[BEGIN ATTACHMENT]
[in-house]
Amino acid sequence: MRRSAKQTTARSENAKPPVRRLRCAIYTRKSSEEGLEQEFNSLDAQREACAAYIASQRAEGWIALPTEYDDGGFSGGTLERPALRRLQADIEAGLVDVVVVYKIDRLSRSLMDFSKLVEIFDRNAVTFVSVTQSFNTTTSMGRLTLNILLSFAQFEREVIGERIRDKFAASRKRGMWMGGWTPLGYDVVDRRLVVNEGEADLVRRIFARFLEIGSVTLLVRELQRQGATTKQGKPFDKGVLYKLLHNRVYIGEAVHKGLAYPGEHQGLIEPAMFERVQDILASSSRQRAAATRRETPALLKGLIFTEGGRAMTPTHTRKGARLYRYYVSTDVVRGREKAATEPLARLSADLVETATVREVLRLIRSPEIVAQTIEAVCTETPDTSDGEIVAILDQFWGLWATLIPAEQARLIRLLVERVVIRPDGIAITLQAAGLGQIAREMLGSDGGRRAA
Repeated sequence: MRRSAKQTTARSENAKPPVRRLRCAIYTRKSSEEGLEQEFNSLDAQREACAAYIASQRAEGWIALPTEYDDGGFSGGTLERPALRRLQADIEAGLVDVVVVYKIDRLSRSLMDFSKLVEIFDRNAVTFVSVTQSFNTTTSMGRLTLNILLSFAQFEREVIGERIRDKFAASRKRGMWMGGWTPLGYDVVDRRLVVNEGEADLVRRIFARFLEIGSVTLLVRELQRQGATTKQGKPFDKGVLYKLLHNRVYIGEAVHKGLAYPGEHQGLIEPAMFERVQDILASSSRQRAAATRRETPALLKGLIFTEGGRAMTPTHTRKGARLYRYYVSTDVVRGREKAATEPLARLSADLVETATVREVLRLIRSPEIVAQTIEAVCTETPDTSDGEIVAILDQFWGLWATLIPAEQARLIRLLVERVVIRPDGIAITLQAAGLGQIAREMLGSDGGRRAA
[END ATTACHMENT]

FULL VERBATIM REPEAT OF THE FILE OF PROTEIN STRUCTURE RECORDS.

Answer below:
[in-house]
Amino acid sequence: MRRSAKQTTARSENAKPPVRRLRCAIYTRKSSEEGLEQEFNSLDAQREACAAYIASQRAEGWIALPTEYDDGGFSGGTLERPALRRLQADIEAGLVDVVVVYKIDRLSRSLMDFSKLVEIFDRNAVTFVSVTQSFNTTTSMGRLTLNILLSFAQFEREVIGERIRDKFAASRKRGMWMGGWTPLGYDVVDRRLVVNEGEADLVRRIFARFLEIGSVTLLVRELQRQGATTKQGKPFDKGVLYKLLHNRVYIGEAVHKGLAYPGEHQGLIEPAMFERVQDILASSSRQRAAATRRETPALLKGLIFTEGGRAMTPTHTRKGARLYRYYVSTDVVRGREKAATEPLARLSADLVETATVREVLRLIRSPEIVAQTIEAVCTETPDTSDGEIVAILDQFWGLWATLIPAEQARLIRLLVERVVIRPDGIAITLQAAGLGQIAREMLGSDGGRRAA
Repeated sequence: MRRSAKQTTARSENAKPPVRRLRCAIYTRKSSEEGLEQEFNSLDAQREACAAYIASQRAEGWIALPTEYDDGGFSGGTLERPALRRLQADIEAGLVDVVVVYKIDRLSRSLMDFSKLVEIFDRNAVTFVSVTQSFNTTTSMGRLTLNILLSFAQFEREVIGERIRDKFAASRKRGMWMGGWTPLGYDVVDRRLVVNEGEADLVRRIFARFLEIGSVTLLVRELQRQGATTKQGKPFDKGVLYKLLHNRVYIGEAVHKGLAYPGEHQGLIEPAMFERVQDILASSSRQRAAATRRETPALLKGLIFTEGGRAMTPTHTRKGARLYRYYVSTDVVRGREKAATEPLARLSADLVETATVREVLRLIRSPEIVAQTIEAVCTETPDTSDGEIVAILDQFWGLWATLIPAEQARLIRLLVERVVIRPDGIAITLQAAGLGQIAREMLGSDGGRRAA